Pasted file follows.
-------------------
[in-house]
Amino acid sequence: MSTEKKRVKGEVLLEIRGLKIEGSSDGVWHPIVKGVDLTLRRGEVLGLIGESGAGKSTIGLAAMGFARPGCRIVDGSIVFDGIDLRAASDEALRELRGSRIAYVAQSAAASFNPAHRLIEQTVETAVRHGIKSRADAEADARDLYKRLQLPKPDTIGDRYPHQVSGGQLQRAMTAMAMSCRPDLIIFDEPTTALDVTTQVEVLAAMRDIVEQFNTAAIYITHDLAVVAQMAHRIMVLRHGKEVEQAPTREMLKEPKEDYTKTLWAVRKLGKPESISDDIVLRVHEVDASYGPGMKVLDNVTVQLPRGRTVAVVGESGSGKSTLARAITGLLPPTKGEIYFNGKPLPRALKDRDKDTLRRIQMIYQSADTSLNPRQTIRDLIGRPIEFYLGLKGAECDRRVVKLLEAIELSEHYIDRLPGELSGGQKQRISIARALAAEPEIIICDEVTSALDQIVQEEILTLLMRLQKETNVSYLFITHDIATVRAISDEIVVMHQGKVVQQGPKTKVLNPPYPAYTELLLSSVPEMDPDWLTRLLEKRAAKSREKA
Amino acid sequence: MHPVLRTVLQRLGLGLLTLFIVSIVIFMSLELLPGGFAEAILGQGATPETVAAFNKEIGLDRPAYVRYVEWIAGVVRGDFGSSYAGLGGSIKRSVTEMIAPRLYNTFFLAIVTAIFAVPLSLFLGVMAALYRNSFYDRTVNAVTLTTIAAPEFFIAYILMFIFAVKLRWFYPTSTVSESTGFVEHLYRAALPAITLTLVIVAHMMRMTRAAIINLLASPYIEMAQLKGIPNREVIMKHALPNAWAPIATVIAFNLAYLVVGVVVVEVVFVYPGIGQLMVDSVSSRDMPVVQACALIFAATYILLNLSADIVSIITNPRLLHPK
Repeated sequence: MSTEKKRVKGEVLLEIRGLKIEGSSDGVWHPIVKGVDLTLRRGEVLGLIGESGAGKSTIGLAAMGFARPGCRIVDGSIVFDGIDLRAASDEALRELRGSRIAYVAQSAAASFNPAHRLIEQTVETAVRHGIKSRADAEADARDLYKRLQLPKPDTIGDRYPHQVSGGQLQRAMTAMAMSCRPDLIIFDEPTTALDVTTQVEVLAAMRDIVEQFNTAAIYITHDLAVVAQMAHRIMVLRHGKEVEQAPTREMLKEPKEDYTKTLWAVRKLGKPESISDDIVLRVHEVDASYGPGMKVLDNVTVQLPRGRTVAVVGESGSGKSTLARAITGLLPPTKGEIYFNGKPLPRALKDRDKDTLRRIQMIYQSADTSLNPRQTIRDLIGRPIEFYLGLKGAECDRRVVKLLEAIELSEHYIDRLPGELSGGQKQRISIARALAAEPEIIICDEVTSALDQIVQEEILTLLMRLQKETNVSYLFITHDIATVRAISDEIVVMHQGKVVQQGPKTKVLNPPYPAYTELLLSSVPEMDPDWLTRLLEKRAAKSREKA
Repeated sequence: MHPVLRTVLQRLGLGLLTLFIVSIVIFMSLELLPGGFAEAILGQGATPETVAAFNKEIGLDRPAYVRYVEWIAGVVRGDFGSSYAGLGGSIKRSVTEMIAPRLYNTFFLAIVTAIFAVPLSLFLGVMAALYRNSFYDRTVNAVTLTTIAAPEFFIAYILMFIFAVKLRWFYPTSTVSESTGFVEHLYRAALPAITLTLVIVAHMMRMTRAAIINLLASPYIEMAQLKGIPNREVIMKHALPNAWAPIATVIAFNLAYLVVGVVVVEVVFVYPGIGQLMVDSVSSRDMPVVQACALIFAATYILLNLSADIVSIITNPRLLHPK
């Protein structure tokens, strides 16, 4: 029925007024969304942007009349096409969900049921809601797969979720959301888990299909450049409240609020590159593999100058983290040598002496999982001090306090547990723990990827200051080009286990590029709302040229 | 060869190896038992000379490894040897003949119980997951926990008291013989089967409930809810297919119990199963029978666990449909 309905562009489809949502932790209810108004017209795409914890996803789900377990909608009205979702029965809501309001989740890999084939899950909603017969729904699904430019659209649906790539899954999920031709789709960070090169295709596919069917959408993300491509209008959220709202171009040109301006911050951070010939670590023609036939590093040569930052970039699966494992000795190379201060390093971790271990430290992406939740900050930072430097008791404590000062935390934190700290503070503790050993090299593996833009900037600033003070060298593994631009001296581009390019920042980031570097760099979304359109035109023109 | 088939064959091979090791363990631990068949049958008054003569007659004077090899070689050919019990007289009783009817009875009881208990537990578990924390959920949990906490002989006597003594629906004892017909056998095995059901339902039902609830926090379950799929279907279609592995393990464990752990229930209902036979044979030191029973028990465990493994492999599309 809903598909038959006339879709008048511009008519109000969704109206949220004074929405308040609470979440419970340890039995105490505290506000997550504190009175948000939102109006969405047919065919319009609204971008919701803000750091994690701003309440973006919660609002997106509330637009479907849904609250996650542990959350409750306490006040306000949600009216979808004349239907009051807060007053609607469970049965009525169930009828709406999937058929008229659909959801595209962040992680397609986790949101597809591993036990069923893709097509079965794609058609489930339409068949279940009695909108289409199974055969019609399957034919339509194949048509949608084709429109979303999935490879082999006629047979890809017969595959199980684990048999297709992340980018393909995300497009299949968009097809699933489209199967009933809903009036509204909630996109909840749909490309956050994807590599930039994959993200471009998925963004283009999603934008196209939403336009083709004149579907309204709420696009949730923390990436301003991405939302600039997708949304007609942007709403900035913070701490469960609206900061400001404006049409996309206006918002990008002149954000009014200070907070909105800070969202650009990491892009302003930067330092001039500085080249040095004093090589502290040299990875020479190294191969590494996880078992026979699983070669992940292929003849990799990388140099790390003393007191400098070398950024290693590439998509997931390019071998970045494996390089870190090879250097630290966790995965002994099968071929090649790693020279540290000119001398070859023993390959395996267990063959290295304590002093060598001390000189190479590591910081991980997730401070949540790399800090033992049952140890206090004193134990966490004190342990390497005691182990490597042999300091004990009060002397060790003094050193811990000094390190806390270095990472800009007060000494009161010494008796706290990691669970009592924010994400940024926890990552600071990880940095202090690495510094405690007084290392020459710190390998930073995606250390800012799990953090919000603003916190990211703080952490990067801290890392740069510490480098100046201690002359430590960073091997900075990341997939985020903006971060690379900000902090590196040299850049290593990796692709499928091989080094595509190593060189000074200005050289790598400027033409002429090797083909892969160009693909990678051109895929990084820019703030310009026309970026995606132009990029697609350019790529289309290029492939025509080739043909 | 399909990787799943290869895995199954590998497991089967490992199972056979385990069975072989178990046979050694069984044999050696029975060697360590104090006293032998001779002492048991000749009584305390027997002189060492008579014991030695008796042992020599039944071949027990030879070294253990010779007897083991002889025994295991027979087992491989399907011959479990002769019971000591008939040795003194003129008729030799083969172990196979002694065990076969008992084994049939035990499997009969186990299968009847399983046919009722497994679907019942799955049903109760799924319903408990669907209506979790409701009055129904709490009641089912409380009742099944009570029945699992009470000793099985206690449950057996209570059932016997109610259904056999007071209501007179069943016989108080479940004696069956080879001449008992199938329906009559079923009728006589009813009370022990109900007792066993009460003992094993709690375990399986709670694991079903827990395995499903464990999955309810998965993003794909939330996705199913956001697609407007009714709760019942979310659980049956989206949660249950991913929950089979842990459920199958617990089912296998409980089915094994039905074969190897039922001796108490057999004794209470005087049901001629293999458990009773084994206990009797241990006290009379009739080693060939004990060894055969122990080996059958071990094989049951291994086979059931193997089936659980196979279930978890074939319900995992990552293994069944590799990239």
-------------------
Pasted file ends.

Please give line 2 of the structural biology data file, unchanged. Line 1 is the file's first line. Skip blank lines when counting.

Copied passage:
Amino acid sequence: MSTEKKRVKGEVLLEIRGLKIEGSSDGVWHPIVKGVDLTLRRGEVLGLIGESGAGKSTIGLAAMGFARPGCRIVDGSIVFDGIDLRAASDEALRELRGSRIAYVAQSAAASFNPAHRLIEQTVETAVRHGIKSRADAEADARDLYKRLQLPKPDTIGDRYPHQVSGGQLQRAMTAMAMSCRPDLIIFDEPTTALDVTTQVEVLAAMRDIVEQFNTAAIYITHDLAVVAQMAHRIMVLRHGKEVEQAPTREMLKEPKEDYTKTLWAVRKLGKPESISDDIVLRVHEVDASYGPGMKVLDNVTVQLPRGRTVAVVGESGSGKSTLARAITGLLPPTKGEIYFNGKPLPRALKDRDKDTLRRIQMIYQSADTSLNPRQTIRDLIGRPIEFYLGLKGAECDRRVVKLLEAIELSEHYIDRLPGELSGGQKQRISIARALAAEPEIIICDEVTSALDQIVQEEILTLLMRLQKETNVSYLFITHDIATVRAISDEIVVMHQGKVVQQGPKTKVLNPPYPAYTELLLSSVPEMDPDWLTRLLEKRAAKSREKA